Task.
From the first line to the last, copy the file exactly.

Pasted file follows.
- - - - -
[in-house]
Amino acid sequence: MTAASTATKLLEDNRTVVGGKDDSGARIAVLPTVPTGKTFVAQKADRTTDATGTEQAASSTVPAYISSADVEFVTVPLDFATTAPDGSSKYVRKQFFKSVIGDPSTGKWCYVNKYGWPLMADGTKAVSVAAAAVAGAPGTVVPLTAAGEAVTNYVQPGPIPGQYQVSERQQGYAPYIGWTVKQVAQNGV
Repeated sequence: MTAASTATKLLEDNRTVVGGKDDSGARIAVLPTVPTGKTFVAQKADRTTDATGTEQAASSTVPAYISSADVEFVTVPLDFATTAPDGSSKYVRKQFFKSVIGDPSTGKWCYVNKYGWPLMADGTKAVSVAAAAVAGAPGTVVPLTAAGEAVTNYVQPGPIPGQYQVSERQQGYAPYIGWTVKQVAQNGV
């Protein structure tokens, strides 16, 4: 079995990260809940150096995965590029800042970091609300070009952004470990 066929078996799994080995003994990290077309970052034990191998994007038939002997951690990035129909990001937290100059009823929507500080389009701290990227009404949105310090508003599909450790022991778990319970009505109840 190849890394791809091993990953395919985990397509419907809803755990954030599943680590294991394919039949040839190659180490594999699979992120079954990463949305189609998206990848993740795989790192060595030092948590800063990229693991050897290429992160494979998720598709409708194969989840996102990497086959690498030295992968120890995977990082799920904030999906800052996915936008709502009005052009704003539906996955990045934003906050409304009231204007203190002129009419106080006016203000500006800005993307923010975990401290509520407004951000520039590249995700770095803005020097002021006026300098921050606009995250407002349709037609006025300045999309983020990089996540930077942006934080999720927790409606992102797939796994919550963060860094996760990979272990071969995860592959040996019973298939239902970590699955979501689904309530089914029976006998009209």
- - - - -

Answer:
[in-house]
Amino acid sequence: MTAASTATKLLEDNRTVVGGKDDSGARIAVLPTVPTGKTFVAQKADRTTDATGTEQAASSTVPAYISSADVEFVTVPLDFATTAPDGSSKYVRKQFFKSVIGDPSTGKWCYVNKYGWPLMADGTKAVSVAAAAVAGAPGTVVPLTAAGEAVTNYVQPGPIPGQYQVSERQQGYAPYIGWTVKQVAQNGV
Repeated sequence: MTAASTATKLLEDNRTVVGGKDDSGARIAVLPTVPTGKTFVAQKADRTTDATGTEQAASSTVPAYISSADVEFVTVPLDFATTAPDGSSKYVRKQFFKSVIGDPSTGKWCYVNKYGWPLMADGTKAVSVAAAAVAGAPGTVVPLTAAGEAVTNYVQPGPIPGQYQVSERQQGYAPYIGWTVKQVAQNGV
């Protein structure tokens, strides 16, 4: 079995990260809940150096995965590029800042970091609300070009952004470990 066929078996799994080995003994990290077309970052034990191998994007038939002997951690990035129909990001937290100059009823929507500080389009701290990227009404949105310090508003599909450790022991778990319970009505109840 190849890394791809091993990953395919985990397509419907809803755990954030599943680590294991394919039949040839190659180490594999699979992120079954990463949305189609998206990848993740795989790192060595030092948590800063990229693991050897290429992160494979998720598709409708194969989840996102990497086959690498030295992968120890995977990082799920904030999906800052996915936008709502009005052009704003539906996955990045934003906050409304009231204007203190002129009419106080006016203000500006800005993307923010975990401290509520407004951000520039590249995700770095803005020097002021006026300098921050606009995250407002349709037609006025300045999309983020990089996540930077942006934080999720927790409606992102797939796994919550963060860094996760990979272990071969995860592959040996019973298939239902970590699955979501689904309530089914029976006998009209």